Re: Why are lenses unsharp wide open?

Discussion in 'Digital Photography' started by Bruce, Jul 31, 2011.

  1. Bruce

    Bruce Guest

    Alfred Molon <> wrote:
    >
    >Just wondering - does it come from physics or is it pure economics, i.e.
    >too expensive to make a lens with corner to corner sharpness at F1.4?



    Economics has a big part to play. Many Leica lenses M lenses are
    superbly sharp wide open, but they cost a lot more than more prosaic
    Canon and Nikon glass that performs best when stopped down.

    My current favourite lens is the Leica 24mm f/2.8 Elmarit-M. It is
    sharpest in the centre at f/2.8, and across the whole frame at f/4.
    There is no benefit to sharpness from stopping down any further.
    Bruce, Jul 31, 2011
    #1
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  2. Bruce

    Bruce Guest

    Rich <> wrote:
    >Bruce <> wrote in
    >news::
    >> Alfred Molon <> wrote:
    >>>
    >>>Just wondering - does it come from physics or is it pure economics,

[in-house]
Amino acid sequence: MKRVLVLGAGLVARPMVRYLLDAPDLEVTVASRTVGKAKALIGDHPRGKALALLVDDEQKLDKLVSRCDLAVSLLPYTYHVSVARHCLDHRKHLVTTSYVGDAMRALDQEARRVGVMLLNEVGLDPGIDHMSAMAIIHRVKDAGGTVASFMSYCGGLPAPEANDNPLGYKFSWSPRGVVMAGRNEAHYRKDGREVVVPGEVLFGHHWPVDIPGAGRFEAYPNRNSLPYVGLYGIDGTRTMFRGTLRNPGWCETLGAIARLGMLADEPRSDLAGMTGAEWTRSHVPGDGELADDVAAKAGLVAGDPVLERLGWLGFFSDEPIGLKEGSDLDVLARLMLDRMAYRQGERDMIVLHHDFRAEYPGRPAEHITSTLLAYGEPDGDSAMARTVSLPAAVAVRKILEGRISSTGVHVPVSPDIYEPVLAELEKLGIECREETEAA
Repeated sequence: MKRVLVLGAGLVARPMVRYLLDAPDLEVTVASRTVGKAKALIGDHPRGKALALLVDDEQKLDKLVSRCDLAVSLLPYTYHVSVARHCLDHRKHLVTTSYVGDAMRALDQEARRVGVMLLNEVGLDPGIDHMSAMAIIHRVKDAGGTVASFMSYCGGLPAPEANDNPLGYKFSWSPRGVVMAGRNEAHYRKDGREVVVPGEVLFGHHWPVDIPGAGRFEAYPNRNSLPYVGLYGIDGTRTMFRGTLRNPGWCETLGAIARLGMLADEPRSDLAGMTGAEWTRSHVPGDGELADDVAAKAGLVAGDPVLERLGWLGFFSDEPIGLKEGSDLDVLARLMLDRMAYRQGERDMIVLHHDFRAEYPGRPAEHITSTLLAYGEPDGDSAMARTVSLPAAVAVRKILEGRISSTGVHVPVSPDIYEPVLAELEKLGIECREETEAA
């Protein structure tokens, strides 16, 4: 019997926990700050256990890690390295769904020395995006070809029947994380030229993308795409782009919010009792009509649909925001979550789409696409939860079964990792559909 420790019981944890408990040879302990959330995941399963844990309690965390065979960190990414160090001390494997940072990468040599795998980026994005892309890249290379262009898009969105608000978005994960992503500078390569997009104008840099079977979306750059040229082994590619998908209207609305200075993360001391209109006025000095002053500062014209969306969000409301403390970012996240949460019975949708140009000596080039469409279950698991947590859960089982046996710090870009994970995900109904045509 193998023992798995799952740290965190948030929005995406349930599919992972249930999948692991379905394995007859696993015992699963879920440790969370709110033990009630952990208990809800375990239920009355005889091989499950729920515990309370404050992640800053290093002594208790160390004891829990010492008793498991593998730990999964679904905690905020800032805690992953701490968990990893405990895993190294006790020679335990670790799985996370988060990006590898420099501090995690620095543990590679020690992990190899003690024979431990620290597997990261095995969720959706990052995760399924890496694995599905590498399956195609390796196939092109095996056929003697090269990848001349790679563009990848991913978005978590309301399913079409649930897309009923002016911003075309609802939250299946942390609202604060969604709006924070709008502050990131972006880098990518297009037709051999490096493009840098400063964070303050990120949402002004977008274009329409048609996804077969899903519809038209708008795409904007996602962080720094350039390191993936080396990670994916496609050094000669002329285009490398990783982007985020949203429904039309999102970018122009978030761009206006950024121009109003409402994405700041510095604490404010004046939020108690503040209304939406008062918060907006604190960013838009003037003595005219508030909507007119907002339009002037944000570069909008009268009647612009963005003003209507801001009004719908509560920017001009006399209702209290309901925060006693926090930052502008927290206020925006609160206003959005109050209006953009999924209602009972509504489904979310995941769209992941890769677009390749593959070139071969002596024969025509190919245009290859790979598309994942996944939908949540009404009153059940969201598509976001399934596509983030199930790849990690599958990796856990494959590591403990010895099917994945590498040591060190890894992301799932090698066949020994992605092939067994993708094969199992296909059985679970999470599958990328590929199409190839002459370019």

>i.e.
    >>>too expensive to make a lens with corner to corner sharpness at F1.4?

    >>
    >>
    >> Economics has a big part to play. Many Leica lenses M lenses are
    >> superbly sharp wide open, but they cost a lot more than more prosaic
    >> Canon and Nikon glass that performs best when stopped down.
    >>
    >> My current favourite lens is the Leica 24mm f/2.8 Elmarit-M. It is
    >> sharpest in the centre at f/2.8, and across the whole frame at f/4.
    >> There is no benefit to sharpness from stopping down any further.
    >>
    >>

    >
    >That's enviable performance.



    Enviable indeed. I bought my Leica 24mm f/2.8 Elmarit-M ASPH (I left
    out the ASPH in my previous posting) at a time when Leica prices were
    much lower than they are now. I probably couldn't justify paying
    today's prices.

    At around the same time I bought a Leica 35mm f/1.4 Summilux-M ASPH,
    another outstanding performer. Both lenses are now worth, in Sterling
    terms, somewhere between three and four times what I paid for them. Of
    course Sterling has dropped in value during that time thanks to the
    UK's indebtedness. Even so, these lenses have been a remarkable
    investment. I'm tempted to cash in and buy a Leica M9 body with the